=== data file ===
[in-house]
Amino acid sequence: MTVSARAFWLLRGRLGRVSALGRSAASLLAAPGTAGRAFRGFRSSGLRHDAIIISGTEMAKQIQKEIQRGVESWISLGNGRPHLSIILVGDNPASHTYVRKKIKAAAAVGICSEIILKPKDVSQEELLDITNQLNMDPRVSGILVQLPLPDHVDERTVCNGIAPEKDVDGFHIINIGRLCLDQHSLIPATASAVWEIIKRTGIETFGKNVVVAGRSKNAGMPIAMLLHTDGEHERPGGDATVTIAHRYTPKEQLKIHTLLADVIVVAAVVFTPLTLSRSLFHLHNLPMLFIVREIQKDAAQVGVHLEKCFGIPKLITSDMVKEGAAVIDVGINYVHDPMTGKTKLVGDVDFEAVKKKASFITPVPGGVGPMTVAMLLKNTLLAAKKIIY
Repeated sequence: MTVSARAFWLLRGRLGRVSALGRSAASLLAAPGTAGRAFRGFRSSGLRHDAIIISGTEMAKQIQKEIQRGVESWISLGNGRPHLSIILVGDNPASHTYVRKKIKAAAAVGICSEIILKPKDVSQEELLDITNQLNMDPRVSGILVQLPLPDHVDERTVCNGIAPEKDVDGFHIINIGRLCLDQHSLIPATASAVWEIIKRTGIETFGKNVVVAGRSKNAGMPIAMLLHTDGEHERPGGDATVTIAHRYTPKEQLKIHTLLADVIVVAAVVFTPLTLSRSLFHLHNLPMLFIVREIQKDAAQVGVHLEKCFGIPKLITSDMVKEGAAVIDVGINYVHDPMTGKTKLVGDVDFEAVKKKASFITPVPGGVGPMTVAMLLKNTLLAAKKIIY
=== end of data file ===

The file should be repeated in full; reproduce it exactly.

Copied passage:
[in-house]
Amino acid sequence: MTVSARAFWLLRGRLGRVSALGRSAASLLAAPGTAGRAFRGFRSSGLRHDAIIISGTEMAKQIQKEIQRGVESWISLGNGRPHLSIILVGDNPASHTYVRKKIKAAAAVGICSEIILKPKDVSQEELLDITNQLNMDPRVSGILVQLPLPDHVDERTVCNGIAPEKDVDGFHIINIGRLCLDQHSLIPATASAVWEIIKRTGIETFGKNVVVAGRSKNAGMPIAMLLHTDGEHERPGGDATVTIAHRYTPKEQLKIHTLLADVIVVAAVVFTPLTLSRSLFHLHNLPMLFIVREIQKDAAQVGVHLEKCFGIPKLITSDMVKEGAAVIDVGINYVHDPMTGKTKLVGDVDFEAVKKKASFITPVPGGVGPMTVAMLLKNTLLAAKKIIY
Repeated sequence: MTVSARAFWLLRGRLGRVSALGRSAASLLAAPGTAGRAFRGFRSSGLRHDAIIISGTEMAKQIQKEIQRGVESWISLGNGRPHLSIILVGDNPASHTYVRKKIKAAAAVGICSEIILKPKDVSQEELLDITNQLNMDPRVSGILVQLPLPDHVDERTVCNGIAPEKDVDGFHIINIGRLCLDQHSLIPATASAVWEIIKRTGIETFGKNVVVAGRSKNAGMPIAMLLHTDGEHERPGGDATVTIAHRYTPKEQLKIHTLLADVIVVAAVVFTPLTLSRSLFHLHNLPMLFIVREIQKDAAQVGVHLEKCFGIPKLITSDMVKEGAAVIDVGINYVHDPMTGKTKLVGDVDFEAVKKKASFITPVPGGVGPMTVAMLLKNTLLAAKKIIY